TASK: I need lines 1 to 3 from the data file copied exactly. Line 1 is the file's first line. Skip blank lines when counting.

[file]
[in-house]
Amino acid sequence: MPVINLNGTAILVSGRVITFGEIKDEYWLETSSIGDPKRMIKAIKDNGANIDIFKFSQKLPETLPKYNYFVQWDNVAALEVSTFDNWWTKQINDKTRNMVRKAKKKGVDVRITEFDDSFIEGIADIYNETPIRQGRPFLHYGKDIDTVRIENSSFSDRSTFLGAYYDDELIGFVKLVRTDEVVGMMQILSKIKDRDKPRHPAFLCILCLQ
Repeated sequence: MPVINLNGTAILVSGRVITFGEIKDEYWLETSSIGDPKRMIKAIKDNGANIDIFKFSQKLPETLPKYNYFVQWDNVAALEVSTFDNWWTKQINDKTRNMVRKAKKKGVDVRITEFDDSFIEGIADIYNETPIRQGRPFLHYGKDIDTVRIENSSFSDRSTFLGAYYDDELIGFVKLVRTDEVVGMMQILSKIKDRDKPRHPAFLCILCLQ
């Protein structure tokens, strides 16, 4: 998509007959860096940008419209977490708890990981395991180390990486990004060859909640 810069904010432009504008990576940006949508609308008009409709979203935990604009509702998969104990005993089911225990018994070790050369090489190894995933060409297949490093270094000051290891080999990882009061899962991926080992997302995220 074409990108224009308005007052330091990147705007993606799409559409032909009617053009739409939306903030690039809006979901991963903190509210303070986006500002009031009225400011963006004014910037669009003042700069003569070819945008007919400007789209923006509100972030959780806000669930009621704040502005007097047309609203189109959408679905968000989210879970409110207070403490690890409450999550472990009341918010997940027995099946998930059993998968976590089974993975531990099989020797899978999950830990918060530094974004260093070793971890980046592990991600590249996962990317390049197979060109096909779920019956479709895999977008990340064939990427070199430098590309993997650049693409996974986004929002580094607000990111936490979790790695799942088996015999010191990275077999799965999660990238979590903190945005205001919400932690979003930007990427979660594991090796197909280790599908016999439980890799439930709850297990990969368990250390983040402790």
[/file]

[in-house]
Amino acid sequence: MPVINLNGTAILVSGRVITFGEIKDEYWLETSSIGDPKRMIKAIKDNGANIDIFKFSQKLPETLPKYNYFVQWDNVAALEVSTFDNWWTKQINDKTRNMVRKAKKKGVDVRITEFDDSFIEGIADIYNETPIRQGRPFLHYGKDIDTVRIENSSFSDRSTFLGAYYDDELIGFVKLVRTDEVVGMMQILSKIKDRDKPRHPAFLCILCLQ
Repeated sequence: MPVINLNGTAILVSGRVITFGEIKDEYWLETSSIGDPKRMIKAIKDNGANIDIFKFSQKLPETLPKYNYFVQWDNVAALEVSTFDNWWTKQINDKTRNMVRKAKKKGVDVRITEFDDSFIEGIADIYNETPIRQGRPFLHYGKDIDTVRIENSSFSDRSTFLGAYYDDELIGFVKLVRTDEVVGMMQILSKIKDRDKPRHPAFLCILCLQ